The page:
States Engage in "Swap Club" to Obtain Lethal Injection Drugs

In what was described in the New York Times as a “legally quesionable swap club,” states searching for a scarce execution drug have gone to great lengths to obtain sodium thiopental for carrying out their death sentences. In Arkansas, a deputy director of the Department of Corrections revealed that states often shared their supply of sodium thiopental with each other. Wendy Kelly, who has personally traveled to obtain drugs from other states, said, “I went wherever they had them. As best as I’m aware, the agreement my director had with other directors, any time there was an exchange, was that there would be a payback when needed.” Arkansas gave the drug to Mississippi, Oklahoma and Tennessee free of charge, and obtained the drug from Texas. Last September, Arizona ordered a shipment of lethal injection drugs from overseas and worked closely with U.S. Customs and the Food and Drug Administration to prevent the shipment from being delayed at the border. The shipments were labeled as being for veterinary use, perhaps to avoid tighter scrutiny.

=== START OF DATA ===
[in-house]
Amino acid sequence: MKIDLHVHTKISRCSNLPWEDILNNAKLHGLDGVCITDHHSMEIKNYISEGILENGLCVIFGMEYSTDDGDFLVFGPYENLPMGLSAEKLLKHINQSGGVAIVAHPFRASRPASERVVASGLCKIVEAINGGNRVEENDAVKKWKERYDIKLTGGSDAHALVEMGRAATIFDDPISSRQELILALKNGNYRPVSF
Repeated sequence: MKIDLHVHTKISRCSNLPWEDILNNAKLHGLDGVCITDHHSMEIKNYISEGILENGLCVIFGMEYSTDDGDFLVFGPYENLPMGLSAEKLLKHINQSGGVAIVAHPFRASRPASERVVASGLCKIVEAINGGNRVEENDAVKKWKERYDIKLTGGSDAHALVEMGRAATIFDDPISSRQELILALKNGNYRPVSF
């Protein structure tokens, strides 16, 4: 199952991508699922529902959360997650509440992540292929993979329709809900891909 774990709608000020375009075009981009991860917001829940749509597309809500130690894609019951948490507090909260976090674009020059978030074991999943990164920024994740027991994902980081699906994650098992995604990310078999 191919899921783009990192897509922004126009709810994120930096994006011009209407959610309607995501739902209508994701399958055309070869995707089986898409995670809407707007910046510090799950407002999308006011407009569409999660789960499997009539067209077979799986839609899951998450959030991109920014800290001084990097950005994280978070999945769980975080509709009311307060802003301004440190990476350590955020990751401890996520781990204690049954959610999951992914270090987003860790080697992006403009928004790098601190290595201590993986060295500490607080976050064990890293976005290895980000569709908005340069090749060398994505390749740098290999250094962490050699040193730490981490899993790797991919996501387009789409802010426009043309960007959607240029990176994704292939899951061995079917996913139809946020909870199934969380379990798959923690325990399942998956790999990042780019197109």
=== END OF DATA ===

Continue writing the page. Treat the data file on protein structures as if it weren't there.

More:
Dale Baich, a federal public defender in Arizona said, “Based upon our review of documents released by federal agencies, it appears that there was a culture of premeditated deception. Someone came up with a plan to bypass the process that would have stopped the drugs at the border.” Arizona denied any wrongdoing. Criminal justice expert Douglas A. Berman of Ohio State University said the recent legal challenges concerning lethal injection drugs are more than an inconvenience to the process. “This mess is a speed bump, but one that does raise serious issues about the death penalty.” Recently, the Drug Enforcement Administration seized lethal injection drugs that were obtained from overseas by Georgia, Kentucky, and Tennessee.

(J. Schwartz, “Seeking Execution Drug, States Cut Legal Corners,” New York Times, April 14, 2011). See International and Lethal Injection.